By 1921, Tulsa’s Black population had grown to almost 11,000, and the Greenwood community was booming. It was a time of prosperity for the residents. The neighborhood boasted 15 grocery stores, two Black movie houses, two Black newspapers, four drugstores, two Black public schools, a Black public library, four barbecue and chili parlors, and about 13 churches.
But it was also a dangerous time to be Black in America. Between 1917 and 1921, racial violence was rampant. In cities across the country, Blacks were being beaten, burned and lynched in alarming numbers.
No one, Black or white, was prepared for what happened on the night of May 31, 1921.
Learn more about GOIN’ BACK TO T-TOWN, including where to watch the documentary: https://www.pbs.org/wgbh/americanexperience/films/t-town/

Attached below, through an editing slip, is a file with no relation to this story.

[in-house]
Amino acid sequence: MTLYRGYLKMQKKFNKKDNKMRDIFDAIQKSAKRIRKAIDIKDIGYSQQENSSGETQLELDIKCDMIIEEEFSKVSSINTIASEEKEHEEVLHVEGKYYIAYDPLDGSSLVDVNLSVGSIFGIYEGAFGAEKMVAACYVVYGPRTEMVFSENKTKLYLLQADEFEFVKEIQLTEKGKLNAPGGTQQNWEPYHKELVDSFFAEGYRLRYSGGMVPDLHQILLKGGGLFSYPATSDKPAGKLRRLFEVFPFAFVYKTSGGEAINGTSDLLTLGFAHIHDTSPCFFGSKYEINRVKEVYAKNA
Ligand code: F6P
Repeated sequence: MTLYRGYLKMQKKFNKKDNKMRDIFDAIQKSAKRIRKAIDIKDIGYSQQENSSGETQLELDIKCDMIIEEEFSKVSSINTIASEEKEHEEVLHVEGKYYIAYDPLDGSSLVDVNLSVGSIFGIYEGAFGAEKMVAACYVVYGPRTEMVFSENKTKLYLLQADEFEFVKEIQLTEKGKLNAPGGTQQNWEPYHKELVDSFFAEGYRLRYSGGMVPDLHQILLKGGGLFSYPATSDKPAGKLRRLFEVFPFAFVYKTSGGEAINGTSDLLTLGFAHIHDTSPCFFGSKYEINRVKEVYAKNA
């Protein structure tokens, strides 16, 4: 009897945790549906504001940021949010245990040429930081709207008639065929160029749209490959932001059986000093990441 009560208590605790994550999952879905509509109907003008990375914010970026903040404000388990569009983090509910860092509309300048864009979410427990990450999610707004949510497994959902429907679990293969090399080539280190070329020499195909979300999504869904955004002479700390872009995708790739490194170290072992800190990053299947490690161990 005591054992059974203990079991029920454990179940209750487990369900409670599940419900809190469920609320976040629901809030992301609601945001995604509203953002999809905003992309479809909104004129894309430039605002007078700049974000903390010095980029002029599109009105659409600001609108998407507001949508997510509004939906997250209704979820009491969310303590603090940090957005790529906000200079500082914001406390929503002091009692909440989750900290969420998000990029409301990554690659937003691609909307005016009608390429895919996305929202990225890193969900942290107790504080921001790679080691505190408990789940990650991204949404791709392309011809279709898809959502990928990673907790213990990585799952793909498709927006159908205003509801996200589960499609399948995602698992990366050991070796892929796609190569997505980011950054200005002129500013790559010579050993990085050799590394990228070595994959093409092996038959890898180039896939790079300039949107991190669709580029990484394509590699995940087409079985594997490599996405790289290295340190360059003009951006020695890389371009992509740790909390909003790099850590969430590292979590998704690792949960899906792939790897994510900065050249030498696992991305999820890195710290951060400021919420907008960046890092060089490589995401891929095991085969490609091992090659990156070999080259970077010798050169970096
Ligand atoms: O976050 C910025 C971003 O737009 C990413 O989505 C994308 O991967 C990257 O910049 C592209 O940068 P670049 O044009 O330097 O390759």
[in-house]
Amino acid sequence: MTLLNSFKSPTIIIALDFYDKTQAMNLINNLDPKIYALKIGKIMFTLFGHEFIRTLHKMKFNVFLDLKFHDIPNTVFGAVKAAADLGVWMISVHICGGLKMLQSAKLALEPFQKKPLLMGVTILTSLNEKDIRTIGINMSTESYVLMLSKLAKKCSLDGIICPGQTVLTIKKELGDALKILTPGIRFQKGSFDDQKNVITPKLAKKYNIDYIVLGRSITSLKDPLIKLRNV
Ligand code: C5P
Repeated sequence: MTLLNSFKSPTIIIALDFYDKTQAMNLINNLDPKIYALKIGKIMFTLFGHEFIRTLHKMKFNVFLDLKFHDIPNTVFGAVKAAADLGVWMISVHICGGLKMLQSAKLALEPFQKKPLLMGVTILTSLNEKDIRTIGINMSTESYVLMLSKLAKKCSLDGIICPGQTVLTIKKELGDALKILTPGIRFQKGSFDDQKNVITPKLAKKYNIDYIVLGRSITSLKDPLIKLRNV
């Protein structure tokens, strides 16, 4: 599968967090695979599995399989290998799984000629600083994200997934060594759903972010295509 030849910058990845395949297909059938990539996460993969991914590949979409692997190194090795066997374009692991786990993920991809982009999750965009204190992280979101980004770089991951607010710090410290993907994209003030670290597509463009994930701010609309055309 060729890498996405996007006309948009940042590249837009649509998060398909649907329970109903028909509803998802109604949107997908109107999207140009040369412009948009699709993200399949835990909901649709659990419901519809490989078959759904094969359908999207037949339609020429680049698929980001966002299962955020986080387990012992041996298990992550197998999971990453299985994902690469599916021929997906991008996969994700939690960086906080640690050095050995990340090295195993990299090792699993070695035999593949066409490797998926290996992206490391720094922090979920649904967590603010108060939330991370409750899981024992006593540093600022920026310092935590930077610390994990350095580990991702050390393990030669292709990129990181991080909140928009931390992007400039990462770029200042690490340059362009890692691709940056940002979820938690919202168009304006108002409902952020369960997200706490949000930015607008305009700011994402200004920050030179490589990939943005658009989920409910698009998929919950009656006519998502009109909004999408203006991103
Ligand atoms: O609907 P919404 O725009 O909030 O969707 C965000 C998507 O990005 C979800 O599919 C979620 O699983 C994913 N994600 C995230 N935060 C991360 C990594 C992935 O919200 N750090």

Goin’ Back to T-Town tells the story of Greenwood, an extraordinary Black community in Tulsa, Oklahoma, that prospered during the 1920s and 30s despite rampant and hostile segregation. Torn apart in 1921 by one of the worst racially-motivated massacres in the nation’s history, the neighborhood rose from the ashes, and by 1936 boasted the largest concentration of Black-owned businesses in the U.S., known as “Black Wall Street.” Ironically, it could not survive the progressive policies of integration and urban renewal of the 1960s. Told through the memories of those who lived through the events, the film is a bittersweet celebration of small-town life and the resilience of a community’s spirit.